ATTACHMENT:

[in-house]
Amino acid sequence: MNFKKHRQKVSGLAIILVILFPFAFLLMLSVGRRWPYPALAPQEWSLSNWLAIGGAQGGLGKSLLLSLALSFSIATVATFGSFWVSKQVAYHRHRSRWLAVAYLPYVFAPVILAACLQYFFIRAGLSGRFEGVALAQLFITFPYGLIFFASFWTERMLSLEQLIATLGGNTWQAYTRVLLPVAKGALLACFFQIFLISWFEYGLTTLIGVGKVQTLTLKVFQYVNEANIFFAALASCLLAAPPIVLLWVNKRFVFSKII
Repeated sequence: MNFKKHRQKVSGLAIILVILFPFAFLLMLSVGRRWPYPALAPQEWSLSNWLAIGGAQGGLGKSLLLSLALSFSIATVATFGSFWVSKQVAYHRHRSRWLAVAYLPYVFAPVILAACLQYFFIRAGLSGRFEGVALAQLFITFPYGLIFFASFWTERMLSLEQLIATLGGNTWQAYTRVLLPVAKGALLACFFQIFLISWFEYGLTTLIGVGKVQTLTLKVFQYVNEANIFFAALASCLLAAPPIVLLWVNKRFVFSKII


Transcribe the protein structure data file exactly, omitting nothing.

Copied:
[in-house]
Amino acid sequence: MNFKKHRQKVSGLAIILVILFPFAFLLMLSVGRRWPYPALAPQEWSLSNWLAIGGAQGGLGKSLLLSLALSFSIATVATFGSFWVSKQVAYHRHRSRWLAVAYLPYVFAPVILAACLQYFFIRAGLSGRFEGVALAQLFITFPYGLIFFASFWTERMLSLEQLIATLGGNTWQAYTRVLLPVAKGALLACFFQIFLISWFEYGLTTLIGVGKVQTLTLKVFQYVNEANIFFAALASCLLAAPPIVLLWVNKRFVFSKII
Repeated sequence: MNFKKHRQKVSGLAIILVILFPFAFLLMLSVGRRWPYPALAPQEWSLSNWLAIGGAQGGLGKSLLLSLALSFSIATVATFGSFWVSKQVAYHRHRSRWLAVAYLPYVFAPVILAACLQYFFIRAGLSGRFEGVALAQLFITFPYGLIFFASFWTERMLSLEQLIATLGGNTWQAYTRVLLPVAKGALLACFFQIFLISWFEYGLTTLIGVGKVQTLTLKVFQYVNEANIFFAALASCLLAAPPIVLLWVNKRFVFSKII